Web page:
New weed rules, summonses—not arrests
Khorri Atkinson | 11/13/2014, midnight
Could it be just weed smoke and mirrors?
Monday, Mayor Bill de Blasio and Police Commissioner William Bratton said officers will no longer arrest and charge New Yorkers for low-level marijuana possession, but will instead issue a summons for violation.
However, while some people applauded the apparent shift in policy, in the wake of the Brooklyn district attorney’s July push to stop arresting people found with 25 grams or less of marijuana, others noted that it may just be bait and switch.
Bratton and de Blasio’s policy removes discretion from the district attorneys to dismiss cases, and instead, although people found with small amounts of weed will not be arrested, they will be given summonses, which results in a fine.
“If they can’t pay the fine or don’t show up to court– just once, a bench warrant will be immediately issued and they will be arrested and go through the system,” said Assemblyman Charles Barron. “With the 30,000 arrests in the city, that means not only is it a new revenue stream for the city, but cops will still be harassing Black and Brown youth looking for small amounts of marijuana. The new policy doesnot stop that. This is going to hurt many good people–having them put in handcuffs, put in a police van and taken to Central Booking–over a ticket?”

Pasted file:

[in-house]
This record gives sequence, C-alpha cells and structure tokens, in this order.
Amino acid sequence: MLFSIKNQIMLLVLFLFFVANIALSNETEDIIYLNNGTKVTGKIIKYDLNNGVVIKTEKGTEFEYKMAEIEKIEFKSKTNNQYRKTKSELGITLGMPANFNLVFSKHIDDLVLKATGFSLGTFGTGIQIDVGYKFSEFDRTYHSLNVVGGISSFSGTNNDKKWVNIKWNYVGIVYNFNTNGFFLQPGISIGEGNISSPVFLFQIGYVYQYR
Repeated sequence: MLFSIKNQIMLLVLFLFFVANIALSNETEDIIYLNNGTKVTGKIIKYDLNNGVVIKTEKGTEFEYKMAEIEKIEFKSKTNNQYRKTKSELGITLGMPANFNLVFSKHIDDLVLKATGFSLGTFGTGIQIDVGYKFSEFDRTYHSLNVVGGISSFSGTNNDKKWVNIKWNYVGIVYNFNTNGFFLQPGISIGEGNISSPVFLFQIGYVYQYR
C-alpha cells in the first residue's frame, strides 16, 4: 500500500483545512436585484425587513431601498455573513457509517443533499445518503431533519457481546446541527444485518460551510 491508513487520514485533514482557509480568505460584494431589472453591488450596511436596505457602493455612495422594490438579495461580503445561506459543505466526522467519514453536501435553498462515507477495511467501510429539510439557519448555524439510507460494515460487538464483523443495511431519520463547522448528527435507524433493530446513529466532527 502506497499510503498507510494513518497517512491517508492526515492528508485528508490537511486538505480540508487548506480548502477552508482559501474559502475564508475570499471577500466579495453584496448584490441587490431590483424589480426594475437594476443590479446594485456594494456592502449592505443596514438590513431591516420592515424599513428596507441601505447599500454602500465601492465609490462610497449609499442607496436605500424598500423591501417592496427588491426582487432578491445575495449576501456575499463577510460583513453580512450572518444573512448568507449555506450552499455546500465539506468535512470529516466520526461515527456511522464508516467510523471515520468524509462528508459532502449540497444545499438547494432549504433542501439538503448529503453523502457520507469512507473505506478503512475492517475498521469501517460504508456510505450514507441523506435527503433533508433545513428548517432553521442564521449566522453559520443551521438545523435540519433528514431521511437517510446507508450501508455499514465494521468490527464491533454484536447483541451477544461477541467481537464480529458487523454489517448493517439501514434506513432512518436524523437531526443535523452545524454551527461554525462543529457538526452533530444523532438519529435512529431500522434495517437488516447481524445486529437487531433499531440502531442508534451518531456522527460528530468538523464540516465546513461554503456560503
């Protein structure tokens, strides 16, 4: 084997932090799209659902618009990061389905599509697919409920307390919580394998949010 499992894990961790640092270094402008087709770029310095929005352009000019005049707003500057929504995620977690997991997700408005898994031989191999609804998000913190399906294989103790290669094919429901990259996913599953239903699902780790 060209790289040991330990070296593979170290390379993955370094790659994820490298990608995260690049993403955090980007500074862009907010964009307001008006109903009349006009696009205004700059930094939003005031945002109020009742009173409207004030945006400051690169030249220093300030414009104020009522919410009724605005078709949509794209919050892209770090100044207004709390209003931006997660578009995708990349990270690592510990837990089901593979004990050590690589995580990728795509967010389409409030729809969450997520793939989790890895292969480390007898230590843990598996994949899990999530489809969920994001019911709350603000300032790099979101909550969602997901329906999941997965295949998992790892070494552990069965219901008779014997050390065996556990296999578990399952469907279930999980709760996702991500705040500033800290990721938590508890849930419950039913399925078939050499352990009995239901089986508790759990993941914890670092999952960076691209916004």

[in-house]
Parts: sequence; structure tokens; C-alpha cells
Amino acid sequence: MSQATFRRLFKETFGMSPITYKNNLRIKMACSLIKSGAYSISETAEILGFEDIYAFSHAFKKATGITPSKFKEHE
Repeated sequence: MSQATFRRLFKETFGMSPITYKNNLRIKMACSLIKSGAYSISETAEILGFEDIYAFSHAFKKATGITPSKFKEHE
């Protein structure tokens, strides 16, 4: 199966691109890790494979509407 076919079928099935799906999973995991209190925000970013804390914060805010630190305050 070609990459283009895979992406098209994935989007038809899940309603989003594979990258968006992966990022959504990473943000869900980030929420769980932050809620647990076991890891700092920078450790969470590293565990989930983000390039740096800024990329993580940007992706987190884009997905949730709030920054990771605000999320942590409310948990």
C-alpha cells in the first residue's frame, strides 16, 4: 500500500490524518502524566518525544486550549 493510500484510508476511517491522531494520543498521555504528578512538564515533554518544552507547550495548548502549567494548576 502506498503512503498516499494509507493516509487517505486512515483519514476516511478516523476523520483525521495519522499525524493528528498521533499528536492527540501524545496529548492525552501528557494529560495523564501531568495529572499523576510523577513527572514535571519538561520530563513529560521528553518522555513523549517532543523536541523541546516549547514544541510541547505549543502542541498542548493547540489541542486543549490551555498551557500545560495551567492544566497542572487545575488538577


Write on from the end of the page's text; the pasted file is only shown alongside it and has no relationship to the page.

Apparently, offenders will now have to go to Summons Court on Broadway to appear before a retired judge and be told to pay a fine. Failure to show up or pay the fine may result in a visit to Central Booking. “But they don’t realize that if they pay the fine, they are pleading guilty,” said Barron.
At the dramatic press conference, where Bratton held up a huge bag of “oregano,” the commissioner and the mayor stated that the new policy, which takes effect Nov. 19, addresses the way NYPD officers will enforce the law on low-level marijuana offenses. It was a mandate de Blasio promised to enact when he took office in January in an effort to repair police relations with the Black and Latino communities, which are most disproportionately affected by low-level marijuana criminal arrests.
The mayor said the policy will allow NYPD officers to conduct fewer “unnecessary
arrest stops” and focus more on real crime.
“It will certainly be good for New Yorkers of color and particularly young people of color,” said de Blasio. “We will see how the numbers come out over time, but there is no question in my mind there will be a substantial impact. When an individual is arrested, even for the smallest amount of marijuana, it hurts their chances to get a good job. It hurts their chances to get housing. It hurts their chances to qualify for student loans. It can literally follow them the rest of their lives.”
Under the policy, people who are found with 25 grams or less and are not smoking it will be slapped with a first-offense fine of up to $100, rather than being arrested and charged. A second offense within three years will result in a $300 fine. Bratton said under some circumstances, a person could still face arrest. This will occur when an offender has an active warrant or is wanted, or cannot show proper identification to police. He further added that if the marijuana is being burned or smoked, an arrest should be made.